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Friday, April 27, 2012


Hartford is not business friendly when it comes to taxes for companies already in Hartford or companies considering relocating to Hartford. We also know that we have lost more small businesses and jobs than have been created for years. But what is being done to retain businesses that are already here?

Although no one at City hall seems to be available to comment, at least one case is showing that very little is being done to keep Pitney Bowes Mail Services in Hartford.Pitney Bowes has a rather large facility located at 101 Locust Street in Hartford. They have apparently put the word out to their employees to expect the operation to move to Windsor in the next few months.

One source ,that wished to remain anonymous, claims that in a conversation with Pitney-Bowes management they were told that the decision was being based almost entirely on the property tax savings by a move to Windsor.Windsor's mill rate is almost half of Hartford's.

Nothing may be able to be done at this point to change that decision, but how many companies are we going to let go without a fight? Several unrelated sources have spoke with me expressing their frustration as to how the matter is being handled. Apparently the Mayor's Office is well aware of the move. The frustration level rises with what appears to be little movement to keep the company here.

Mayor Segarra's Chief of Staff Jared Kupiec was made aware of the situation through an e-mail from what I am told. The response from Kupiec was that "I forwarded your e-mail to COO David Panagore". That e-mail was forwarded to me third hand but it appears to be legit.

In a City that was serious about retaining businesses and economic development, I would have moved for a much different response. If I were in that position and knew that 130 jobs, primarily local residents, were on the line I would have been in the Mayors Office in a heartbeat. I would have told him "Come on , we need to go for a ride" and would have headed directly for Pitney-Bowes. They should have immediately met with the management and begin working up the chain of command to find the decision maker that could reconsider the move and do what was needed to try to reverse the move.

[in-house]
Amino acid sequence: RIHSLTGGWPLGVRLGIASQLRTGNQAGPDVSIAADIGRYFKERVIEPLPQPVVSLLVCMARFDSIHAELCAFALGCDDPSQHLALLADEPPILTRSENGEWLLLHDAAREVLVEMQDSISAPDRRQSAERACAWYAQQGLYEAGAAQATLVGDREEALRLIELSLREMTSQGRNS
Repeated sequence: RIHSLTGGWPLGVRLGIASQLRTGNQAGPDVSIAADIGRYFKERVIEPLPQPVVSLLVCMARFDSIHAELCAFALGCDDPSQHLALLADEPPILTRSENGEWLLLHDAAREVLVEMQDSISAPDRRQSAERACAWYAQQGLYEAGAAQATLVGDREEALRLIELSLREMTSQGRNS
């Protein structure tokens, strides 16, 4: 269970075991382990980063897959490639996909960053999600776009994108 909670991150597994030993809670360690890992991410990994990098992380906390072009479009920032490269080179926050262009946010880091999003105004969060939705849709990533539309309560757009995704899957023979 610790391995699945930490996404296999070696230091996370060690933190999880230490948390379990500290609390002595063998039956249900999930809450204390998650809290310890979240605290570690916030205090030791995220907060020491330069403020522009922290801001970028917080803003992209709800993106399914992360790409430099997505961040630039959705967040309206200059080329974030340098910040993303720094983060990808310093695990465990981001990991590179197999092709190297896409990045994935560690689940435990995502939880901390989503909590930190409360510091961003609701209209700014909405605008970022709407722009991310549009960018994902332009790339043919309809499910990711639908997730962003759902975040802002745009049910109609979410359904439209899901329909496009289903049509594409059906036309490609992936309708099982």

But no... in true Hartford style "I forwarded your e-mail to COO David Panagore".

If there was truly a relationship between Mayor Segarra and Governor Malloy, a successful conclusion for Hartford seems like it could be worked out. For anyone who has witnessed the interaction between the two lately, I am not sure where that relationship actually stands. Although on the positive side for Governor Malloy, the company is staying in Connecticut from what sources tell me. But if no one is making the moves to save those Hartford jobs, nothing will change.

One community leader I spoke with explained to me the fight they had to get sidewalks along Airport Road because so many of the jobs in the South Meadows and Locust Street area are held by local residents, many of them who walk to work. Many of those people will not be able to commute to Windsor due to various reasons. Bottom line is that good paying jobs for local residents are being allowed to move, with what appears to be no fight at all.

The list of jobs lost over inattention to what's happening in the business community as well as stubbornness should not be happening. Channel 3, ING, Metlife, Sunshine Laundry, Gordon Bonnetti Florist and the list goes on and on. Let's not add 130 jobs at Pitney-Bowes to the list.

Calls to Pitney Bowes and the City for comment have not been returned.


peter brush said...

the decision was being based almost entirely on the property tax savings by a move to Windsor